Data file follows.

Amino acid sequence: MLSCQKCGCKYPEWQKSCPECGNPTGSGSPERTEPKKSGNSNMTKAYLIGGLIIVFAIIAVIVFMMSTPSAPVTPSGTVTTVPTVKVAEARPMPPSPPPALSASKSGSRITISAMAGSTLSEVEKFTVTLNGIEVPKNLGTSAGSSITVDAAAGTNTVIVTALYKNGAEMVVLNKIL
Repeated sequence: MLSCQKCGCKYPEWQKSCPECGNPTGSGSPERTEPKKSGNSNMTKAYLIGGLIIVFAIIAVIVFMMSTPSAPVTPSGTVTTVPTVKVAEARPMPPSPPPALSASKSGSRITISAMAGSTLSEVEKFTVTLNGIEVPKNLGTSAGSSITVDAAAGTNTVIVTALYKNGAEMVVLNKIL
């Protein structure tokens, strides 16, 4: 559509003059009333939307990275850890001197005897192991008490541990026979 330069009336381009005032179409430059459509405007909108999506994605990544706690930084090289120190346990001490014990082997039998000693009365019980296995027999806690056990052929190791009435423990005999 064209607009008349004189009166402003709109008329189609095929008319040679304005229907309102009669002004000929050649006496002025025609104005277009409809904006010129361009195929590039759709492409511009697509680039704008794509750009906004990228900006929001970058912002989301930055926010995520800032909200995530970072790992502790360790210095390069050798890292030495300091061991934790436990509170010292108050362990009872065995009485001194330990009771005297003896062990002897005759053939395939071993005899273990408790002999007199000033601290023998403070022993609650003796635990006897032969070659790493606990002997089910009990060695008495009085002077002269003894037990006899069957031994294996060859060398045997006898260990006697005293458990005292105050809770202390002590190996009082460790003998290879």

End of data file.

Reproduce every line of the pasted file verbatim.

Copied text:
Amino acid sequence: MLSCQKCGCKYPEWQKSCPECGNPTGSGSPERTEPKKSGNSNMTKAYLIGGLIIVFAIIAVIVFMMSTPSAPVTPSGTVTTVPTVKVAEARPMPPSPPPALSASKSGSRITISAMAGSTLSEVEKFTVTLNGIEVPKNLGTSAGSSITVDAAAGTNTVIVTALYKNGAEMVVLNKIL
Repeated sequence: MLSCQKCGCKYPEWQKSCPECGNPTGSGSPERTEPKKSGNSNMTKAYLIGGLIIVFAIIAVIVFMMSTPSAPVTPSGTVTTVPTVKVAEARPMPPSPPPALSASKSGSRITISAMAGSTLSEVEKFTVTLNGIEVPKNLGTSAGSSITVDAAAGTNTVIVTALYKNGAEMVVLNKIL
């Protein structure tokens, strides 16, 4: 559509003059009333939307990275850890001197005897192991008490541990026979 330069009336381009005032179409430059459509405007909108999506994605990544706690930084090289120190346990001490014990082997039998000693009365019980296995027999806690056990052929190791009435423990005999 064209607009008349004189009166402003709109008329189609095929008319040679304005229907309102009669002004000929050649006496002025025609104005277009409809904006010129361009195929590039759709492409511009697509680039704008794509750009906004990228900006929001970058912002989301930055926010995520800032909200995530970072790992502790360790210095390069050798890292030495300091061991934790436990509170010292108050362990009872065995009485001194330990009771005297003896062990002897005759053939395939071993005899273990408790002999007199000033601290023998403070022993609650003796635990006897032969070659790493606990002997089910009990060695008495009085002077002269003894037990006899069957031994294996060859060398045997006898260990006697005293458990005292105050809770202390002590190996009082460790003998290879």